A bellows 50 and lens 52, are supported positionably at the lower end of the projector 34, whereby light rays from the source 44 are projected first through the template 48 and downward upon the surface 32 of the copyboard 22, focusing the image of the template 48 either of FIG. 3 or FIG. 4 on the copyboard surface 32.
The position of the copy material then is adjusted, according to the center lines 30 and centered within one of the rectangles outlining the copy for size and angularity, that is, within the lines 54 and 56 thereon, whereby the projected rectangular lines 54 and 56 together with the center point 30 serve as a projected light image of the template 48 to guide the positioning of the copy material beneath the support surface of the copyboard 32, thus guiding the positioning of the copy upon the copyboard. Since the copyboard had already been oriented and focused to centerpoint and to focusing distance of the copyboard with respect to the camera lens in the original position, (dotted line position of FIG. 1), and since the copy material has already been oriented with respect to the template for positioning for angularity on the copyboard, the copyboard needs merely then to be pivotally returned to its vertical position (dotted line position of FIG. 1), for photographic copying, i.e. exposure of the copy material so oriented of the copyboard by operation of the camera and exposure of the film, photographing directly the copyboard and material thereon without further adjustment.
In that manner the copy material can be photographed from the positioning of the copy material achieved with the aid of the projector and template lines projected on the copyboard surface without need for further adjustment of the camera with respect to the copy material thereon. Thus the camera and copyboard only needs initial adjustment for center line and focus without the copy material therein, and the copy material independently is mounted adjusted in position on the copyboard to the image cast upon its surface by the template design, whereby no further adjustment of the camera or copy material position is needed for photographing with the camera from the simple raising to vertical position of the copyboard and copy material thereon.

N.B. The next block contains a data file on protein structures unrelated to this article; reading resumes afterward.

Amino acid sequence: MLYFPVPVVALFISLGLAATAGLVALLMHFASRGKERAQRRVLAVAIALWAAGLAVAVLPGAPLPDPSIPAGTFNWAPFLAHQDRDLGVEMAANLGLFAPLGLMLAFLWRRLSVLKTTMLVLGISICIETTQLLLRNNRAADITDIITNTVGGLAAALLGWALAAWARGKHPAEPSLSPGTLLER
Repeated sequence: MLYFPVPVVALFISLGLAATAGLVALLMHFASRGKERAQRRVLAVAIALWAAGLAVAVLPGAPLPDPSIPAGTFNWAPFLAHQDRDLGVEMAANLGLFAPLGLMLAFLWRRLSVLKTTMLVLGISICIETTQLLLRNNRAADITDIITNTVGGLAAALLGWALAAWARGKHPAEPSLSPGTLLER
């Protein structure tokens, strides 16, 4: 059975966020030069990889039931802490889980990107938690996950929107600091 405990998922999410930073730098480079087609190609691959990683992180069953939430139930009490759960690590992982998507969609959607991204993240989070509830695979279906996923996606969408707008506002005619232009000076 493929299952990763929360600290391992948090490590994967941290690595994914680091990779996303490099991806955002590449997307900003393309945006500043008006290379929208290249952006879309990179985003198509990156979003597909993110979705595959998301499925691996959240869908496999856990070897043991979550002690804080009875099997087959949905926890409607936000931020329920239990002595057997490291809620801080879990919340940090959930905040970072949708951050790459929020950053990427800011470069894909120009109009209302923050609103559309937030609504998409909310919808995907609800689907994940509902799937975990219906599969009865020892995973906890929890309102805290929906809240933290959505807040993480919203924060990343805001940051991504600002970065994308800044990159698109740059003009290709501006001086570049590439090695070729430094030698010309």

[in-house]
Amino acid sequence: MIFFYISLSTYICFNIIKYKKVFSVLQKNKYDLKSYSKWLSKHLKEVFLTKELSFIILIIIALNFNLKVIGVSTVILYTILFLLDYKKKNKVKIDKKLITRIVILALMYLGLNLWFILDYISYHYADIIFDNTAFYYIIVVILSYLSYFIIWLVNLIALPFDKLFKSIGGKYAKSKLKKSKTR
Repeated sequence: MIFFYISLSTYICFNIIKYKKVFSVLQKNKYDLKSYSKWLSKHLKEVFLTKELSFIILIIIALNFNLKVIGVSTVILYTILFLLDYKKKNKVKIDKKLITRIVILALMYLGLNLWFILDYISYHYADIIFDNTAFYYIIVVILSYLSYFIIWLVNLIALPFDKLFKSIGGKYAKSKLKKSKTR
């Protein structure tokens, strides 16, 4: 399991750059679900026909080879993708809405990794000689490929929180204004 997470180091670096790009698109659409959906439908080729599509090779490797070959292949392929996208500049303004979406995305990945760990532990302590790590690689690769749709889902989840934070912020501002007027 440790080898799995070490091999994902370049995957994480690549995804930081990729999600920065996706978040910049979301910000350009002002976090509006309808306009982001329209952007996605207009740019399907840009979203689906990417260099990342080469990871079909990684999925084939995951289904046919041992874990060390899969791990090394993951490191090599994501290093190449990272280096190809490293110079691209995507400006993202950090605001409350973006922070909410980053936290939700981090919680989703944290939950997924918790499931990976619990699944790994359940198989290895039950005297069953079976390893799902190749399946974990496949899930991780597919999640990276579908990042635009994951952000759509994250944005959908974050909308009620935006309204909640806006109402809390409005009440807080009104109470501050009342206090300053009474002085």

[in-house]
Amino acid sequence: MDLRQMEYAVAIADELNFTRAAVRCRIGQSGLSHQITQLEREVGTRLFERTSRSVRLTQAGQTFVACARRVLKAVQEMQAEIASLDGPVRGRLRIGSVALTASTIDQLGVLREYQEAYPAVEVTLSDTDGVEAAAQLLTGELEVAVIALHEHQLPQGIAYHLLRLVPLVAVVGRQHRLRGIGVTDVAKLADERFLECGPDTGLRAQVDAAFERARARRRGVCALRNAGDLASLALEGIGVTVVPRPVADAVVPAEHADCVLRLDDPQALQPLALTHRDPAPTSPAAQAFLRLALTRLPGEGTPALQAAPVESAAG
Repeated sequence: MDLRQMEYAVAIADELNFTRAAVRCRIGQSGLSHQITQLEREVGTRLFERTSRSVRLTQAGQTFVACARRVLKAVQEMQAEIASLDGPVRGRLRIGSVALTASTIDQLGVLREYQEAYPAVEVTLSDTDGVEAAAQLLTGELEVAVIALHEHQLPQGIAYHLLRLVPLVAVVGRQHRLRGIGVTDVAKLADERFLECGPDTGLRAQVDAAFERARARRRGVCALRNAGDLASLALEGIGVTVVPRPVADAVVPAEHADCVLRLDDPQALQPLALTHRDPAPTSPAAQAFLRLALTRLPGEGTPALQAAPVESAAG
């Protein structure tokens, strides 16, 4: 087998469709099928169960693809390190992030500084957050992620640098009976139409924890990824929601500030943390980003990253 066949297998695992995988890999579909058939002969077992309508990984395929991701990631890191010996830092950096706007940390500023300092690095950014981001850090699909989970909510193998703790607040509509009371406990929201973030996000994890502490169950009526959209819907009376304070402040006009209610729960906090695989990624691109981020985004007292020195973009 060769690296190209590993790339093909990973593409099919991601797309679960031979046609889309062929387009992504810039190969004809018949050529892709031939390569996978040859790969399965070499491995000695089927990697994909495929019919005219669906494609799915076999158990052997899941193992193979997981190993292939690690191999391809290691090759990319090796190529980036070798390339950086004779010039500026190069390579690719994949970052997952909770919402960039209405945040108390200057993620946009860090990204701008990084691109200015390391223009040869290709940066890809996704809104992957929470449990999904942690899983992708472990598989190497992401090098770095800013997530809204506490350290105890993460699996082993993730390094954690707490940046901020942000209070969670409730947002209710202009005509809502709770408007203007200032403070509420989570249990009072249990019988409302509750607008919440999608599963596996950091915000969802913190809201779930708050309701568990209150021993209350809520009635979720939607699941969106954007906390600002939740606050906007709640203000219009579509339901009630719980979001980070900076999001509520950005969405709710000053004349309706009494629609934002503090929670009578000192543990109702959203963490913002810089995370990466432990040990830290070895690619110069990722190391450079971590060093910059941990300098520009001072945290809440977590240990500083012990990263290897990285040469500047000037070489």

There is consequently a considerable saving of time of the operator, who needs only to project the image of the template upon the horizontal position surface of the copyboard and adjust the position of the copy material in that horizontal copyboard position. The copy needs merely to be placed on the copyboard adjusted as to center point and angular orientation as guided by the template image on its surface. There is great saving in time of the operator, since there is not further necessity to open the back of the camera and examine the position of the vertically supported copy material of the camera through the ground glass before final photocopying. There is no further need to examine the copy material orientation through the camera lens for centering or angularity and no need to make any further camera adjustment. Thus, by the present method, once having established the center point of the copyboard with respect to the lens, the operator is then able merely to horizontally supply copy material adjusted to the template image and center and then to raise the copyboard and copy material positioned thereon to vertical position, and raise each so-mounted pieces of copy material and photographs without need for further adjustment of the camera or its focus, merely changing the setting of the film for each copy of material photographed.
This procedure and operation greatly increases the ease and rate the photography of copy material, reducing much of the extra labor for achieving adjustment of the camera for each piece of copy material that normally would have been applied by the operator, according to past practice.
In an alternate procedure, and using the substantially different radially marked template 48 in the projector 34, as shown in FIG. 4, the approximate corresponding time saving procedure becomes available for color photography. For past color photography practices it normally was necessary first to mount a half-tone screen in the camera, and after first photographing the copy material in normal rectangular position as described above, the copy material then needed to be rotated abouts its center point without a guide for positioning angularly by first being merely viewed and rotated angularly for color angle as well as for centering and focus with each movement of the copy material, both in the horizontal position for placement and vertical position for checking before photographing. Thus each color required a series of angular positionings.